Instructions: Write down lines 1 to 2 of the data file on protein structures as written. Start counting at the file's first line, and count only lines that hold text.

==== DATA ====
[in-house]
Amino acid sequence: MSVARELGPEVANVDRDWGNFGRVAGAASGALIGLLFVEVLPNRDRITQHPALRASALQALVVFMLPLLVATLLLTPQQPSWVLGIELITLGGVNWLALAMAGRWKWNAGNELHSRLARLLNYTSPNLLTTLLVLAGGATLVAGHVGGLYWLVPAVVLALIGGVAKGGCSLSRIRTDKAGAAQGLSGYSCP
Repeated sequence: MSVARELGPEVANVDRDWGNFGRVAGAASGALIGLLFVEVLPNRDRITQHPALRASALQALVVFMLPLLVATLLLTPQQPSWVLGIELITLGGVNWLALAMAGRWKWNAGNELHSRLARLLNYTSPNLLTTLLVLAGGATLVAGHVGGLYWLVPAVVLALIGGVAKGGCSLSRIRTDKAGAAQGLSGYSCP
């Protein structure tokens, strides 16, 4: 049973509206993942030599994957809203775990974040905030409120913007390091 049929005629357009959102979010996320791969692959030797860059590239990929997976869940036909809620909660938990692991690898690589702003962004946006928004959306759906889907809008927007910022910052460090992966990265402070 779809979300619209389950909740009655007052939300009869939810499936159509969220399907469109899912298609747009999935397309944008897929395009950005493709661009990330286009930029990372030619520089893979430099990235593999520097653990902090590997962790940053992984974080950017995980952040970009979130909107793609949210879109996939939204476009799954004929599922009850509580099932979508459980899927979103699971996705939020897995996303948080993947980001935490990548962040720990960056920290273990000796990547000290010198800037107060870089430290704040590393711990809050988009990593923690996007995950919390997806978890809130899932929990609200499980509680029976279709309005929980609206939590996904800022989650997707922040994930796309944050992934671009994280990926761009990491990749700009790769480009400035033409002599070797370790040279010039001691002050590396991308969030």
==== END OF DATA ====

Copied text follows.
[in-house]
Amino acid sequence: MSVARELGPEVANVDRDWGNFGRVAGAASGALIGLLFVEVLPNRDRITQHPALRASALQALVVFMLPLLVATLLLTPQQPSWVLGIELITLGGVNWLALAMAGRWKWNAGNELHSRLARLLNYTSPNLLTTLLVLAGGATLVAGHVGGLYWLVPAVVLALIGGVAKGGCSLSRIRTDKAGAAQGLSGYSCP